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Riho Grünthal

Born 22 May, 1964, Helsinki

Master of Arts 1990 (Finnic Languages, joint honours in Finno-Ugric Languages, 1991), Licentiate of Philosophy 1996 and Doctor of Philosophy (Finnic Languages) 2003, University of Helsinki

Professor of Finnic Languages 2005-, University of Helsinki
Researcher, Institute for the Languages of Finland 1991–1992
M.A.Castrén seura (‘society’) and Ministry of Education project secretary 1992–1993
Finnic Languages Assistant 1993–99 and Researcher 1999–2002, University of Helsinki.
Secretary of Finno-Ugric Society 1994–2003
Professor of Finnic Languages 2003–2005 (fixed term), University of Helsinki

Publications and other academic activity

Research interests: Finnic languages and the Finno-Ugric of the Volga region, language change and change in speech communities, early history of languages, language typology, sociolinguistics and etymology.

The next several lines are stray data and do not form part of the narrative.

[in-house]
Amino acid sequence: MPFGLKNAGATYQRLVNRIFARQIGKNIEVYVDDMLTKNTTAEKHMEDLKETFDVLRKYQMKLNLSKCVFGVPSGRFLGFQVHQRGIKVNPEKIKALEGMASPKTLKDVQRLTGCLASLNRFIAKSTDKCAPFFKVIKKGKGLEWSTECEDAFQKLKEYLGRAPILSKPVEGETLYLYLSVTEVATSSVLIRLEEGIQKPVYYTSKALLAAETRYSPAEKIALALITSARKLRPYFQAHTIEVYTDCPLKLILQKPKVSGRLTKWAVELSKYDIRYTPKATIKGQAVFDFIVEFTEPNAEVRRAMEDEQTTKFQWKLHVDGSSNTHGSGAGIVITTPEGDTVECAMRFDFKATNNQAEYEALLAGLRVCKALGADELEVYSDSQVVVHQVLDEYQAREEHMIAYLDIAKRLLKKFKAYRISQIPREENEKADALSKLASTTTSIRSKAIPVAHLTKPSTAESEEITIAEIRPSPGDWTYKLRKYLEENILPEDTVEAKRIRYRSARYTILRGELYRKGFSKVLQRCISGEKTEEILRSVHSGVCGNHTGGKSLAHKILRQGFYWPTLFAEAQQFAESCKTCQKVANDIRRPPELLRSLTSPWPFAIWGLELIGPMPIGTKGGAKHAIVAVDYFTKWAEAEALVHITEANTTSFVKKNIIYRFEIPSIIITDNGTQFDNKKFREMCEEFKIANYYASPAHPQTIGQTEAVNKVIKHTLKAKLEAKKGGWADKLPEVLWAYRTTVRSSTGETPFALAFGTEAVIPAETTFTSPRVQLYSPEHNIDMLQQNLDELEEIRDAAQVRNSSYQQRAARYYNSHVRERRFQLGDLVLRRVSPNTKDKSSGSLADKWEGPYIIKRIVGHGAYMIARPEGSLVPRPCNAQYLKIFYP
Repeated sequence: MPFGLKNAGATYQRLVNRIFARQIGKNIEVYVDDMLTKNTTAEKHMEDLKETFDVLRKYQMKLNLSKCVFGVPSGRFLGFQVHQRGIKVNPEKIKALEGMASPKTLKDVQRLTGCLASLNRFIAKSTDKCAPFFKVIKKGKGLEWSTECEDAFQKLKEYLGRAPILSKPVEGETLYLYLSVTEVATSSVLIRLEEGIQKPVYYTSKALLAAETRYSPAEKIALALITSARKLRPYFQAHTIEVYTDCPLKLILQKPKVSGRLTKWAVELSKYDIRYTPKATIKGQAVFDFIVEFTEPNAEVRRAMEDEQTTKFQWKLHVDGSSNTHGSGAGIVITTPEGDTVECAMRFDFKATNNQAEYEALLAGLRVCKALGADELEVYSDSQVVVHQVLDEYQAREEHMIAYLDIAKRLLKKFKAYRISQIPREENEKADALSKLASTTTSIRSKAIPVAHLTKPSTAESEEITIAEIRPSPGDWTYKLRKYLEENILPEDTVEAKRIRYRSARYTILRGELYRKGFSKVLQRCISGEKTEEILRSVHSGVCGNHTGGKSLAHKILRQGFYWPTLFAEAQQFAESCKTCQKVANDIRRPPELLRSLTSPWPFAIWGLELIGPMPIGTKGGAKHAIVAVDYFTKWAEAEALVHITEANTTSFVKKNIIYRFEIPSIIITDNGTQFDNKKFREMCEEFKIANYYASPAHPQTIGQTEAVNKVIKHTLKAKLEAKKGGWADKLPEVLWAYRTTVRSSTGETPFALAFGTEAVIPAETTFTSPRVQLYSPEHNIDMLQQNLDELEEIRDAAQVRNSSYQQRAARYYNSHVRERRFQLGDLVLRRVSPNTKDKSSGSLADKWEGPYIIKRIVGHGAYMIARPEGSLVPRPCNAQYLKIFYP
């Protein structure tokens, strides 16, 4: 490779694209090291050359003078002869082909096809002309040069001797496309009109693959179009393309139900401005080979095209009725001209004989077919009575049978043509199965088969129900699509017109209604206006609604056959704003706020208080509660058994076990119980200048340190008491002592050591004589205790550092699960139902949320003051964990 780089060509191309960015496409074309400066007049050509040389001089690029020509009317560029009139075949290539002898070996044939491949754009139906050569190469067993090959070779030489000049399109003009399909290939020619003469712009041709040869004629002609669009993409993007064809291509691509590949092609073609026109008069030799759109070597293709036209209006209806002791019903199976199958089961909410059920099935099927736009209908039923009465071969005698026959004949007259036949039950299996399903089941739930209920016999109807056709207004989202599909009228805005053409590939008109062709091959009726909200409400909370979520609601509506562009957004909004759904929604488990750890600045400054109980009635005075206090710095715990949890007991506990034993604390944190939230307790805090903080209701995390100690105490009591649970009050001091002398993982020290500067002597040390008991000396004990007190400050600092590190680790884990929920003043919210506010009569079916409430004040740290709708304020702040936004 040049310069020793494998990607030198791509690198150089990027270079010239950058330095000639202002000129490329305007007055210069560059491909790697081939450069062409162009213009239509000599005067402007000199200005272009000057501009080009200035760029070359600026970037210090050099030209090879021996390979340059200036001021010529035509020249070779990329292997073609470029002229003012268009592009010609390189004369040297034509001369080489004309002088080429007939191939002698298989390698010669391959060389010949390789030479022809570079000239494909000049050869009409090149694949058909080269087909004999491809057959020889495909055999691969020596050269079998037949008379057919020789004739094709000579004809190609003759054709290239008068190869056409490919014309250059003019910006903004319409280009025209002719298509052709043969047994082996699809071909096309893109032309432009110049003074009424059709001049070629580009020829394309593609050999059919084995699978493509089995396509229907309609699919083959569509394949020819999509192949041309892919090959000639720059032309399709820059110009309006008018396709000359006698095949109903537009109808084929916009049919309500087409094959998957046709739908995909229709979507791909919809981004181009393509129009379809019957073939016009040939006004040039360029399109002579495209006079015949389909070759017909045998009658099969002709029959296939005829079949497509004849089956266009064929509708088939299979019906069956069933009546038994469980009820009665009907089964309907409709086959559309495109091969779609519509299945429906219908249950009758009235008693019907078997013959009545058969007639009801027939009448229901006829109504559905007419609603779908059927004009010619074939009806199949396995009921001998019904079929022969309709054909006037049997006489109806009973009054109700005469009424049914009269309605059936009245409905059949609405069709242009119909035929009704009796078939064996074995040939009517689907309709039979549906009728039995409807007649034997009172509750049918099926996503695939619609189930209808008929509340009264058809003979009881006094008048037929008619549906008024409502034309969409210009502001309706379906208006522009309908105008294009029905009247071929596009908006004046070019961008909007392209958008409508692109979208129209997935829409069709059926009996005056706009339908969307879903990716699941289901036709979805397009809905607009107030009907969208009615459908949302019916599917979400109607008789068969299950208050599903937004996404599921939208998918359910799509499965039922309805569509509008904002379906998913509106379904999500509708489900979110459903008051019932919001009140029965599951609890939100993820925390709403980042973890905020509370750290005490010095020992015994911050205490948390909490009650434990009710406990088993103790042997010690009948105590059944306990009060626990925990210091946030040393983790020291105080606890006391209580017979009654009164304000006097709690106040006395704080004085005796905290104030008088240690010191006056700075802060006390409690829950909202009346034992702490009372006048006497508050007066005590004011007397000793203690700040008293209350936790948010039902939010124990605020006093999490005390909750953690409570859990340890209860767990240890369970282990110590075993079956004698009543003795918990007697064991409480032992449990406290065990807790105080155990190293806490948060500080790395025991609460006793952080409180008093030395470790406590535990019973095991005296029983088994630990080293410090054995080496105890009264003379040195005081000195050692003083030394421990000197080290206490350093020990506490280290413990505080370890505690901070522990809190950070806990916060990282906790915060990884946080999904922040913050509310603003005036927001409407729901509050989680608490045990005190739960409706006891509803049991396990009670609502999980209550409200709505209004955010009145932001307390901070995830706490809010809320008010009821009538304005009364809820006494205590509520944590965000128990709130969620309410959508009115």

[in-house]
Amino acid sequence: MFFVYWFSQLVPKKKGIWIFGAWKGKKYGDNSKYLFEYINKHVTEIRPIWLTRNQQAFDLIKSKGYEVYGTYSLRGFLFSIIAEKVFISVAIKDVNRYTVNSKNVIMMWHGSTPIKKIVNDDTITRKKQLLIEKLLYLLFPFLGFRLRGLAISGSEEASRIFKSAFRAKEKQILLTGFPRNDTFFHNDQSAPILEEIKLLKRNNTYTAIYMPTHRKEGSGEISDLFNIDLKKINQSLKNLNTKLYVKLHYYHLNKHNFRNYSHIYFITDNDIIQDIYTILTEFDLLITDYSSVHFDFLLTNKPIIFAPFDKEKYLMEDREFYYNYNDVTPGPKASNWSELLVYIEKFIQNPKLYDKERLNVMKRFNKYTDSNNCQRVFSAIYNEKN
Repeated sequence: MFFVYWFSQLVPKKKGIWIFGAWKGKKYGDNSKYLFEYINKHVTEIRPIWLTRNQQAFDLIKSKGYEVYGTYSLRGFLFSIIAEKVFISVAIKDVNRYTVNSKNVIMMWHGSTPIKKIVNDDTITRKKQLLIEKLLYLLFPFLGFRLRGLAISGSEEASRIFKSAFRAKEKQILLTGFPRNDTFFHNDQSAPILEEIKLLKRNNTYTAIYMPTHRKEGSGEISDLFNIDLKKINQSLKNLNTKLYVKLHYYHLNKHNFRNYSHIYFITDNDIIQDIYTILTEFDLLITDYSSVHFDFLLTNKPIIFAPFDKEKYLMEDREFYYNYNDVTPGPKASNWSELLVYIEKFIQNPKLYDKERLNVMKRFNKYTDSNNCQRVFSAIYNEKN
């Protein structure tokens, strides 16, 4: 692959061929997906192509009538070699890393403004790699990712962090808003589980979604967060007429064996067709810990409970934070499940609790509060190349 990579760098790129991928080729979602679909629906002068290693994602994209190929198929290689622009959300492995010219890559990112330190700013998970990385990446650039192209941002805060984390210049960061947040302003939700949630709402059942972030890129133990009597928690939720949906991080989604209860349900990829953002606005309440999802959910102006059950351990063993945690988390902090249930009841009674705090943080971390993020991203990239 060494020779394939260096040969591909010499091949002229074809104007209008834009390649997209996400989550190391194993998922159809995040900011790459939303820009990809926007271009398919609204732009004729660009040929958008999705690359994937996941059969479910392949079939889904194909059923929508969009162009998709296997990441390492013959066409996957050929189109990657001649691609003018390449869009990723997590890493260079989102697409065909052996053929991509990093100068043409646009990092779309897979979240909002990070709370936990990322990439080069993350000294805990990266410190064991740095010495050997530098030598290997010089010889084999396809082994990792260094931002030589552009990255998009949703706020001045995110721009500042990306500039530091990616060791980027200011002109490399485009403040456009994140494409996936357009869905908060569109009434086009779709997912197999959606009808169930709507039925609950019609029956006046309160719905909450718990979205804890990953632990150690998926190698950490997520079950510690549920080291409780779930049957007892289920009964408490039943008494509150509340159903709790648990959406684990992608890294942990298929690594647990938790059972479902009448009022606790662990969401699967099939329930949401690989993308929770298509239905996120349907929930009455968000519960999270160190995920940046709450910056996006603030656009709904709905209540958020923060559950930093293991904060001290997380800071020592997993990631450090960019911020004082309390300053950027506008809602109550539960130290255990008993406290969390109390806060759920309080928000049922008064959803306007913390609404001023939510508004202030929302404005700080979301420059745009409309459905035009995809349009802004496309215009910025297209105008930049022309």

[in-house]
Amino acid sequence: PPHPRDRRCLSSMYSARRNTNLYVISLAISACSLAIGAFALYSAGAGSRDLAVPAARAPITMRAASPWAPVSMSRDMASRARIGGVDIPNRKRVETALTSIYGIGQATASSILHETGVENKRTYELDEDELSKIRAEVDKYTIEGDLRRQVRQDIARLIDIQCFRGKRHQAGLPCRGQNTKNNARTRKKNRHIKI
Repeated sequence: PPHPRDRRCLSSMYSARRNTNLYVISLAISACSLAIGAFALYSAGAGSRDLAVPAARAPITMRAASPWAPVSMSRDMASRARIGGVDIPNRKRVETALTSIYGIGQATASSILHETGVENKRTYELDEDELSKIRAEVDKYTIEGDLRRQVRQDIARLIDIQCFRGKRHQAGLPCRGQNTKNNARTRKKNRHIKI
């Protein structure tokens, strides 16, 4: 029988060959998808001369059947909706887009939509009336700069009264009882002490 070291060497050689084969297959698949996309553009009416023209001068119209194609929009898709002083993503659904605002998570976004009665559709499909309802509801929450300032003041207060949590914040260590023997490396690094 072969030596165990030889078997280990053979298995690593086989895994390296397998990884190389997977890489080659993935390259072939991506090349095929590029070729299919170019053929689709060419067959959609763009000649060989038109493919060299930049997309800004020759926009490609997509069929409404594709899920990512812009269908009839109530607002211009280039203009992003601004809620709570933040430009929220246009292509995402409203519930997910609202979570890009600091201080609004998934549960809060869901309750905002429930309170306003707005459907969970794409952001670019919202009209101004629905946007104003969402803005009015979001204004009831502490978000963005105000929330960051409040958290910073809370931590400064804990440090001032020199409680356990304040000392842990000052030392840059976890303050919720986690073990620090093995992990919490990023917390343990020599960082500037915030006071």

Photo: Lena Salmi
Written by Riho Grünthal and Riitta-Ilona Hurmerinta (ed.)
Translated by John Calton

In the field wielding a pen

In August 2013, our research group and students took a trip to the Erzya villages in the Republic of Mordovia, setting foot on the land where the language is used and where fresh data could be acquired. We were modestly hoping to find friendly language guides, but instead we were received like guests of honour. The script was changed, and our 20-strong group turned into a delegation. There were endless festivities. Amidst all the parties, we also longed to have time for everyday work, and in the end we ended up getting both.

An ethnographic working method has its own element of surprise. A professor’s workday often consists of hours sitting in front of a computer screen, but also encounters with different kinds of people. If you go as a guest, you have to take the role of a guest, too. For the local hosts in the Republic of Mordovia – who seemed to multiply from village to village – it was important to have the chance to talk to guests who came from far away. The experience was as valuable for the other researchers and the students, and there was plenty of new information to update in the approaching winter months.  

Photo: Riho Grünthal.​
Photo: Riho Grünthal.​


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